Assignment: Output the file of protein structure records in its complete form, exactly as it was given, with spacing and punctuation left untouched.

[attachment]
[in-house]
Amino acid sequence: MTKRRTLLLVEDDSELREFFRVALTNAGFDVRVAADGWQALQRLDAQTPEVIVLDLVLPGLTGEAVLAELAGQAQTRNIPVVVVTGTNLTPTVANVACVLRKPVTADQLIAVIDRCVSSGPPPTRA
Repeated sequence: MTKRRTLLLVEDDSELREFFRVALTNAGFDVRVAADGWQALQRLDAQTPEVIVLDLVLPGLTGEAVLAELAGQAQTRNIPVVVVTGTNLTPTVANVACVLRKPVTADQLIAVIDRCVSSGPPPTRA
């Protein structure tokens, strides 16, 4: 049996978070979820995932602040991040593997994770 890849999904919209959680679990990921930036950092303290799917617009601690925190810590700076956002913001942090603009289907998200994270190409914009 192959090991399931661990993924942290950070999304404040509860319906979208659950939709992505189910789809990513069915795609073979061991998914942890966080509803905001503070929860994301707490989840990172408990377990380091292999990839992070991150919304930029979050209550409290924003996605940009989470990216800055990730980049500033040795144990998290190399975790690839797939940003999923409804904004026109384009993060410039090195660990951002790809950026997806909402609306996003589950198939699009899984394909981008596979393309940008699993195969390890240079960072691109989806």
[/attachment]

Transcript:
[in-house]
Amino acid sequence: MTKRRTLLLVEDDSELREFFRVALTNAGFDVRVAADGWQALQRLDAQTPEVIVLDLVLPGLTGEAVLAELAGQAQTRNIPVVVVTGTNLTPTVANVACVLRKPVTADQLIAVIDRCVSSGPPPTRA
Repeated sequence: MTKRRTLLLVEDDSELREFFRVALTNAGFDVRVAADGWQALQRLDAQTPEVIVLDLVLPGLTGEAVLAELAGQAQTRNIPVVVVTGTNLTPTVANVACVLRKPVTADQLIAVIDRCVSSGPPPTRA
């Protein structure tokens, strides 16, 4: 049996978070979820995932602040991040593997994770 890849999904919209959680679990990921930036950092303290799917617009601690925190810590700076956002913001942090603009289907998200994270190409914009 192959090991399931661990993924942290950070999304404040509860319906979208659950939709992505189910789809990513069915795609073979061991998914942890966080509803905001503070929860994301707490989840990172408990377990380091292999990839992070991150919304930029979050209550409290924003996605940009989470990216800055990730980049500033040795144990998290190399975790690839797939940003999923409804904004026109384009993060410039090195660990951002790809950026997806909402609306996003589950198939699009899984394909981008596979393309940008699993195969390890240079960072691109989806």